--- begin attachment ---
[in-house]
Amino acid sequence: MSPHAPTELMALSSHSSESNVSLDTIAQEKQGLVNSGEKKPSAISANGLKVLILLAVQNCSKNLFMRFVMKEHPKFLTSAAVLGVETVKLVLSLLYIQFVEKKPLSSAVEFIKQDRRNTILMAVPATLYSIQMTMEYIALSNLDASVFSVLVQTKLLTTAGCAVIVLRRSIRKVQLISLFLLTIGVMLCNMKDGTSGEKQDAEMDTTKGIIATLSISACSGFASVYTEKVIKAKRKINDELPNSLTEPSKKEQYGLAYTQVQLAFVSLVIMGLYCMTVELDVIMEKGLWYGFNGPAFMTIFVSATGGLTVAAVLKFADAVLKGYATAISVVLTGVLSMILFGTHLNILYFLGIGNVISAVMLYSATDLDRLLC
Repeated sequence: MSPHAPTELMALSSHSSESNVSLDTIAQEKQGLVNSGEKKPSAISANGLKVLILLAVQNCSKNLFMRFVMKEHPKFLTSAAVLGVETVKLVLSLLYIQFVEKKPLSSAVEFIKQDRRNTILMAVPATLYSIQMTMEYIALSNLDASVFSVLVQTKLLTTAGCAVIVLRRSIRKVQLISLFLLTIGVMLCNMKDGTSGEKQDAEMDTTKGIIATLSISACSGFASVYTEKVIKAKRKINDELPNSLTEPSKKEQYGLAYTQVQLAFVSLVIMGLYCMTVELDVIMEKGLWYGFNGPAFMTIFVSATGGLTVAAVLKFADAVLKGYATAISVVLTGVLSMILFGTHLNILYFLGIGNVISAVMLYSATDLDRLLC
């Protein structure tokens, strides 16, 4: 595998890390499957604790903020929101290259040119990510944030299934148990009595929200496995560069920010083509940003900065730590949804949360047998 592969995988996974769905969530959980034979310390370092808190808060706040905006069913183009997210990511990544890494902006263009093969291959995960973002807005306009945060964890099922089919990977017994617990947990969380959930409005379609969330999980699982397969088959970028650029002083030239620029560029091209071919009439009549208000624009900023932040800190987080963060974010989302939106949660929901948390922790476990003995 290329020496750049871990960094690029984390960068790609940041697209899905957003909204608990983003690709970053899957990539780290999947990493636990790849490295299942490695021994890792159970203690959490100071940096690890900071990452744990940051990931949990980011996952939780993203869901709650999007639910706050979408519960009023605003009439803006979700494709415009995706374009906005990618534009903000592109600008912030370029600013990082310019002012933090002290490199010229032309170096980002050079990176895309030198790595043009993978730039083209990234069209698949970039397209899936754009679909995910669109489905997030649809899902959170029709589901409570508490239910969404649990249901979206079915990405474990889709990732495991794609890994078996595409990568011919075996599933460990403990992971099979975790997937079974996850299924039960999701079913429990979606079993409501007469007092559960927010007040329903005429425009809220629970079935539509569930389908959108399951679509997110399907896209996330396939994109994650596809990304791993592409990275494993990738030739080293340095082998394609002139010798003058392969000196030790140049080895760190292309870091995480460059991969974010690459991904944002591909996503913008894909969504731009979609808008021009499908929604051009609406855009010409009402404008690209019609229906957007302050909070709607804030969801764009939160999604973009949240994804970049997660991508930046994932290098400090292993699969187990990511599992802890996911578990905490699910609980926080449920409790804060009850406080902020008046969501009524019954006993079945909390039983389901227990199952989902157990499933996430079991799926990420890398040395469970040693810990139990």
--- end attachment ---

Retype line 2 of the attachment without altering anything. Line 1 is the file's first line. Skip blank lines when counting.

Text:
Amino acid sequence: MSPHAPTELMALSSHSSESNVSLDTIAQEKQGLVNSGEKKPSAISANGLKVLILLAVQNCSKNLFMRFVMKEHPKFLTSAAVLGVETVKLVLSLLYIQFVEKKPLSSAVEFIKQDRRNTILMAVPATLYSIQMTMEYIALSNLDASVFSVLVQTKLLTTAGCAVIVLRRSIRKVQLISLFLLTIGVMLCNMKDGTSGEKQDAEMDTTKGIIATLSISACSGFASVYTEKVIKAKRKINDELPNSLTEPSKKEQYGLAYTQVQLAFVSLVIMGLYCMTVELDVIMEKGLWYGFNGPAFMTIFVSATGGLTVAAVLKFADAVLKGYATAISVVLTGVLSMILFGTHLNILYFLGIGNVISAVMLYSATDLDRLLC